Photo: Kim Aldis
Vicrant Shabla is in the spring of his life, earns about 14.000£ per annum more than the average Britain and has a beautiful girlfriend. He is supposed to be happy. But as he glances with a searching look through the window and exhales cigarette smoke, his monotone voice breaks through the grey cloud: “I’m not happy in the UK. I want to leave this place.”
He does not seem to be the only one who feels like that: protesters are camping angrily outside St. Pauls Cathedral, youngsters let whole streets go up in flames and loot shops, and most digits are quite bleak as well. Suicide is the biggest killer of young men in London, one in 12 adolescents engages in self-harm, according to researchers, and Great Britain lingers in most well-being indexes somewhere in the middle field. According to these independent surveys people in Scandinavian countries are happier and people in East European countries are worse off.
Reasons for Unhappiness
Peter Kinderman, Professor of Clinical Psychology at University of Liverpool, says: “We should understand sustainable happiness as well-being since it encompasses more than just hedonistic happiness. The main factors are to develop your true self and to help society, which gives a meaning to live.”
This meaning is what Vicrant Shabla misses in life because he cannot see himself working in an office where he feels like fulfilling no purpose. “I want to create something I will be remembered for. I want to work to live and not live to work,” says Vicrant and looks impatiently at his new watch.
Maybe Vicrant is feeling something what the psychologist Erich Fromm called the “alienation of work”. While Karl Marx’s usage of the same expression, as the estrangement from the natural want of being the director of ones action, is true as well, Fromm meant a less power orientated detachment. According to Fromm many people find their own work in a capitalistic society as being an unnecessary mass product, which is not adding value to society.
Vicrant finished his BA just one and a half years ago, but he earns already 40.000£ a year. Much more than some of his fellow students who have to work at the Burger King now. Like most of the Western World, he initially thought that more money would make him happier, but that does not seem to be true. Already in the 70’s, Richard Easterlin, a professor in economics, found out that, after a relative wealth is reached, richer countries are not necessarily happier.
This supports what Richard Wilkinson and Kate Pickett write in their book The Spirit Level: Equality not prosperity of a nation makes a country and its people happy. The difference in equality would also explain why social-democratic countries like Sweden are happier and Eastern European countries are not.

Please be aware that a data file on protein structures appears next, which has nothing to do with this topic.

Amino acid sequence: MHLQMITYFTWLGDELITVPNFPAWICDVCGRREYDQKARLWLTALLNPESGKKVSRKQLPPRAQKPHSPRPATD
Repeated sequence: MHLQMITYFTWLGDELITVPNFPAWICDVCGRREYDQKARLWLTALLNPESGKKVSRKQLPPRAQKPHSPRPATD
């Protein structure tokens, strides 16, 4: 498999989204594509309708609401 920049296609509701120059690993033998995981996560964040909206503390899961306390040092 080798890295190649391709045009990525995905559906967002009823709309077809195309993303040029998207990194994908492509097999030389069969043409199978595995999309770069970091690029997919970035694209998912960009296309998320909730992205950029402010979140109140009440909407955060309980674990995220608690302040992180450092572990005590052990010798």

Many people such as Professor Kinderman and Dr. Felicia Huppert, Professor of Psychology at Cambridge and member of the Advisory Forum on Measuring National Well-being, see one of the main reasons for the recent riots in England in the unhappiness due to inequality. “People think they have to achieve a certain statues through material goods and fame in order to be happy. They don’t know better, since that is what the media and our society tells them daily,” says Professor Huppert.
Although Vicrant was against the riots, he understands why the rioters were so envious and greedy. “They are frustrated that the can’t have what the upper class has and that they can’t change anything about it. Even me: my money is never enough, no matter how much I earn,” says Vicrant and lights another cigarette.
But there are also other reasons that make Vicrant unhappy. He grew up in a broken home and sees his family rarely, since his too occupied with work and the travel distances are too long. Neither is it easy for him to make new friends. “People only care for themselves here, they do not even greet you,” says Vicrant.
According to Professor Huppert the social environment is very important for well-being, too. Health, low corruption, social trust, relative wealth and social relationships are crucial. Unsurprisingly Scandinavian countries perform very well in these points, while the UK does not. Professor Huppert adds: “It is difficult to be happy nowadays: Since people have to work longer, relationships suffer and physical exercise becomes less.”
The only country that officially measured happiness until recently was Bhutan. Now the UK government is measuring the national well-being for the first time and is expected to reveal the results in early 2012. “It is a groundbreaking idea that could change our society profoundly for the better”, says Professor Kinderman.
Professor Huppert agrees: “That is the only way for the government to know how happy people are and to react accordingly. This could influence their politics and propel them to promote the right values.” Professor Kinderman even opines that the Happiness Index will be more important than the GDP one day, because he cannot see where the constant 3% growth should be coming form.
Perhaps this could really prevent angry mobs from torching police cars and thousands of people from depression, but Vicrant is convinced that the UK will never change. Once again he looks out of the monochrome window and says: “England is an island, so is the people’s thinking.”